Two Chinese women are dealing with a man – a judge who they claim has ruled against them on custody cases because of his prejudice against women.
Mothers Wei Wei and Dai Xiaolei shared their stories publicly on Mother’s Day last weekend, saying the verdicts deprived them of their motherhood. Under Chinese law, courts usually rule in favor of mothers of young children in custody cases.
“On Mother’s Day, we would like to say that (the judge) has misused his discretion and violated the express provisions of the law, ignored the interests of women and children, and displayed serious personal prejudice against the verdict,” wrote Wei and Dai together Post on the microblogging platform Weibo. “His judgment was obviously unfair.”
The two women plan to file a formal complaint with the Beijing Supreme People’s Court against Zhang Shuaibin, the district court judge whom they accuse of bias against women.
In 2019, Zhang ruled against Wei – who was not married to her partner – and granted the father custody of the couple’s 18-month-old son. The court said the father was better financially prepared to raise the child and looked after him before the custody process, according to Sixth Tone’s ruling.
Three years earlier, in 2016, the same judge against Dai, who is Sino-Canadian, ruled that this was “in the best interests of the child” according to this judgment, which was also seen by Sixth Tone. Custody was granted to her ex-husband, whom she reported to the police several times for domestic violence.
The two mothers met online two years ago and formed an alliance after finding out their cases were about the same judge. They have found mutual support and hope that the judicial system will not only reverse Zhang’s sentences but also investigate him.
Dai Xiaolei is waiting in a hotel lobby with gifts for her child on May 3, 2021. Courtesy of Dai Xiaolei
Yang Dadi, a Shanghai-based attorney who specializes in family law, told Sixth Tone that it may be difficult to prove that the judge’s decisions were influenced by personal bias.
“The court doesn’t decide a case based on a single issue, so it’s difficult to simply compare two different cases,” said Yang, who is also a member of the Shanghai Bar Association’s Minor Rights Research Committee.
Regarding a 2014 case, the attorney said a Chinese court ruled that abusive parents could hinder a child’s growth, suggesting that the verdict might have been in Dai’s favor. “But China does not do justice,” Yang said, referring to when courts consider previous decisions in new judgments. “That means (Chinese) dishes don’t necessarily have to follow precedents.”
In countries like the UK, an unmarried mother is given custody of her child by default, while the father must initiate legal proceedings to pursue those rights. In China, the country’s civil code stipulates that children under the age of 2 must be raised by their mother regardless of their marital status – although Wei has still lost her custody battle.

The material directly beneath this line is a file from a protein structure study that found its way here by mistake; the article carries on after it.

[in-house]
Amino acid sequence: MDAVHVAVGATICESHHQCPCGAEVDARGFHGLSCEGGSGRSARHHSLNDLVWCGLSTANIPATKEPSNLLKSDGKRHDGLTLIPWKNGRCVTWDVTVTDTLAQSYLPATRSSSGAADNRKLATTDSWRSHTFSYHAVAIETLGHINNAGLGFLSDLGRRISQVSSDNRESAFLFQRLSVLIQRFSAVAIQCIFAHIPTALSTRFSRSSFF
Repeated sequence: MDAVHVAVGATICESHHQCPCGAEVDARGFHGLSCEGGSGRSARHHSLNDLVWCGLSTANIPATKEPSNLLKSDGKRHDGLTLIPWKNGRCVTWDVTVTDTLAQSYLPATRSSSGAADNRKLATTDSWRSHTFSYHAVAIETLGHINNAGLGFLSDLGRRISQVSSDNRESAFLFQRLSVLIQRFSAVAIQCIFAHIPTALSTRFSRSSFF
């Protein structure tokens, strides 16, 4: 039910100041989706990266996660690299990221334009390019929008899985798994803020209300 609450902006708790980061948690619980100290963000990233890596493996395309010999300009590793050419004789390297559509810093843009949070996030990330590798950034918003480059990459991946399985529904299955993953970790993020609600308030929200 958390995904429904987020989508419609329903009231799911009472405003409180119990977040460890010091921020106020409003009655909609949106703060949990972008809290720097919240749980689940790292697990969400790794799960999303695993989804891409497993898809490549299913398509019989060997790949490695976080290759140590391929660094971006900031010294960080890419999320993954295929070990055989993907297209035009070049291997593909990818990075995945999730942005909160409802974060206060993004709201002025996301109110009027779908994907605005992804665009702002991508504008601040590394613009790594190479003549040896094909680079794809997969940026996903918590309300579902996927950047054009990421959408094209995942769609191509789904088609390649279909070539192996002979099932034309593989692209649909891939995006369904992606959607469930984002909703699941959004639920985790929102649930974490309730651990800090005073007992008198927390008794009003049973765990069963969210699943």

Since the two mothers shared their post online, thousands of people have come forward to support them, claiming that women are still often overlooked in Chinese society.
Deprivation of custody of mothers not only violates children’s rights, but also treats women as substitutes for men.
“Mothers’ removal of custody not only violates children’s rights, it also treats women as substitutes for men,” said a Weibo user who shared the post.
Li Ying, a lawyer specializing in women’s rights who served as Wei’s legal adviser, told Sixth Tone that China’s custody cases consider what is best for the child – which the United Nations High Commissioner’s Office for Human Rights has also emphasized – as the main factor when deciding on guardianship disputes. She added that judges who rule in such cases might consider women’s rights as secondary in balancing their judgments.
“Judges’ gender awareness needs to be improved,” said Li. “I would like all judges dealing with marriage and family cases to receive gender awareness training.”
Meanwhile, Wei and Dai say that one stroke of Judge Zhang’s pen changed their lives. Both are concerned that they are now caught in a legal crossfire that may prevent them from being part of their children’s lives in the future.
Wei has joint custody until their 3-year-old son turns 5, but she fears that the boy’s father could take him abroad if he gets full custody. Dai’s visiting rights, on the other hand, only allow her to visit her child twice a year for one hour each time.
“My son is 8 years old, which means that from now until he is 18 I can only spend 20 hours with him,” said Dai tearfully. “I can’t help but wonder if I was just a free replacement.”
Editor: Bibek Bhandari.
(Header image: Visual elements from RUNSTUDIO and Akini / People Visual, revised by Ding Yining / Sixth Tone)
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